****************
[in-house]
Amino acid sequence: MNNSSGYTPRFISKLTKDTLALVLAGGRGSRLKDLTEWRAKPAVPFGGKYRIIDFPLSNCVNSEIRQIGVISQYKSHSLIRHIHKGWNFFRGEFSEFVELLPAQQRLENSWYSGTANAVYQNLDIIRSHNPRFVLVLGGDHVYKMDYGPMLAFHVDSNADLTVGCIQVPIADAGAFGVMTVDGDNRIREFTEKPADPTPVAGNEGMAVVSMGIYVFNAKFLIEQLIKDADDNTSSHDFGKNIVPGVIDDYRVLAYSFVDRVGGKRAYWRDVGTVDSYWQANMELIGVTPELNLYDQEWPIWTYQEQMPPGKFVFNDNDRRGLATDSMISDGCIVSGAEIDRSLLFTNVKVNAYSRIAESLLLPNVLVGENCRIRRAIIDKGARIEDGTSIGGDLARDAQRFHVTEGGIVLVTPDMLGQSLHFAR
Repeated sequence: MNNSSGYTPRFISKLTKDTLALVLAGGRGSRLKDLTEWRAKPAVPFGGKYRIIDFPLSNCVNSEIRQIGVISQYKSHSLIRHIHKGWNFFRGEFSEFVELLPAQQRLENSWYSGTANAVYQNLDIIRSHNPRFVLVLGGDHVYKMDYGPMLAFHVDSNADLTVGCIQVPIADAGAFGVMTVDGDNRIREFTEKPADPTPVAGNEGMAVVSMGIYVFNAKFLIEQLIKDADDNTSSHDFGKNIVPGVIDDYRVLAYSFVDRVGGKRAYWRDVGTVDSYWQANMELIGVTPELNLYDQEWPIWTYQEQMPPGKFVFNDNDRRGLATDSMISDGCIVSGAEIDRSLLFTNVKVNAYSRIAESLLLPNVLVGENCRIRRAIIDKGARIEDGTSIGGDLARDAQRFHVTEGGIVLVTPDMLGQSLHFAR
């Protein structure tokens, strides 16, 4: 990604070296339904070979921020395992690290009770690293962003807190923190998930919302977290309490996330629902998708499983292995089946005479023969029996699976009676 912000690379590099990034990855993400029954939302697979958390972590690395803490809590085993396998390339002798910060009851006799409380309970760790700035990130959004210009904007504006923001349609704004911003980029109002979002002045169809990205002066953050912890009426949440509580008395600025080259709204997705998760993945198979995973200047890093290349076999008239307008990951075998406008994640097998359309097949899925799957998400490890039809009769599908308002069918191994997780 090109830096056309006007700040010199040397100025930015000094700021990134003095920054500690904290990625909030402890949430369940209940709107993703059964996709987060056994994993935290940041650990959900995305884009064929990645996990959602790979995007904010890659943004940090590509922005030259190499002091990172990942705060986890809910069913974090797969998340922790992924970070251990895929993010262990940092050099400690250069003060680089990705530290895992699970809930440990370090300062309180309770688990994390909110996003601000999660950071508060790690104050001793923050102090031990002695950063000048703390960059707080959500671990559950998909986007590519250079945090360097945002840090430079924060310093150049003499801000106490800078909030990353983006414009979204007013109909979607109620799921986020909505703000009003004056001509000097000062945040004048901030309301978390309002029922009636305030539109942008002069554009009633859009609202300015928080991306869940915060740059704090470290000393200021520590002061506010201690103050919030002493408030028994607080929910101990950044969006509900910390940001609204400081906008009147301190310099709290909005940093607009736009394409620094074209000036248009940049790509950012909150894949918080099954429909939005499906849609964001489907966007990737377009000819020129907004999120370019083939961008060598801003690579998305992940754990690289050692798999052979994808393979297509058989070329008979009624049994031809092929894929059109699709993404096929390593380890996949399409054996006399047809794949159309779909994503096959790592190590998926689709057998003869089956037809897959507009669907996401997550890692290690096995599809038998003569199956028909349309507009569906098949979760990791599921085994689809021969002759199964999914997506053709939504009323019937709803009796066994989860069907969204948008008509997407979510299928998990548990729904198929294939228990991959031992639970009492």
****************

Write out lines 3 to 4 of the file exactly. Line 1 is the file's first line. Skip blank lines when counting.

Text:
Repeated sequence: MNNSSGYTPRFISKLTKDTLALVLAGGRGSRLKDLTEWRAKPAVPFGGKYRIIDFPLSNCVNSEIRQIGVISQYKSHSLIRHIHKGWNFFRGEFSEFVELLPAQQRLENSWYSGTANAVYQNLDIIRSHNPRFVLVLGGDHVYKMDYGPMLAFHVDSNADLTVGCIQVPIADAGAFGVMTVDGDNRIREFTEKPADPTPVAGNEGMAVVSMGIYVFNAKFLIEQLIKDADDNTSSHDFGKNIVPGVIDDYRVLAYSFVDRVGGKRAYWRDVGTVDSYWQANMELIGVTPELNLYDQEWPIWTYQEQMPPGKFVFNDNDRRGLATDSMISDGCIVSGAEIDRSLLFTNVKVNAYSRIAESLLLPNVLVGENCRIRRAIIDKGARIEDGTSIGGDLARDAQRFHVTEGGIVLVTPDMLGQSLHFAR
């Protein structure tokens, strides 16, 4: 990604070296339904070979921020395992690290009770690293962003807190923190998930919302977290309490996330629902998708499983292995089946005479023969029996699976009676 912000690379590099990034990855993400029954939302697979958390972590690395803490809590085993396998390339002798910060009851006799409380309970760790700035990130959004210009904007504006923001349609704004911003980029109002979002002045169809990205002066953050912890009426949440509580008395600025080259709204997705998760993945198979995973200047890093290349076999008239307008990951075998406008994640097998359309097949899925799957998400490890039809009769599908308002069918191994997780 090109830096056309006007700040010199040397100025930015000094700021990134003095920054500690904290990625909030402890949430369940209940709107993703059964996709987060056994994993935290940041650990959900995305884009064929990645996990959602790979995007904010890659943004940090590509922005030259190499002091990172990942705060986890809910069913974090797969998340922790992924970070251990895929993010262990940092050099400690250069003060680089990705530290895992699970809930440990370090300062309180309770688990994390909110996003601000999660950071508060790690104050001793923050102090031990002695950063000048703390960059707080959500671990559950998909986007590519250079945090360097945002840090430079924060310093150049003499801000106490800078909030990353983006414009979204007013109909979607109620799921986020909505703000009003004056001509000097000062945040004048901030309301978390309002029922009636305030539109942008002069554009009633859009609202300015928080991306869940915060740059704090470290000393200021520590002061506010201690103050919030002493408030028994607080929910101990950044969006509900910390940001609204400081906008009147301190310099709290909005940093607009736009394409620094074209000036248009940049790509950012909150894949918080099954429909939005499906849609964001489907966007990737377009000819020129907004999120370019083939961008060598801003690579998305992940754990690289050692798999052979994808393979297509058989070329008979009624049994031809092929894929059109699709993404096929390593380890996949399409054996006399047809794949159309779909994503096959790592190590998926689709057998003869089956037809897959507009669907996401997550890692290690096995599809038998003569199956028909349309507009569906098949979760990791599921085994689809021969002759199964999914997506053709939504009323019937709803009796066994989860069907969204948008008509997407979510299928998990548990729904198929294939228990991959031992639970009492």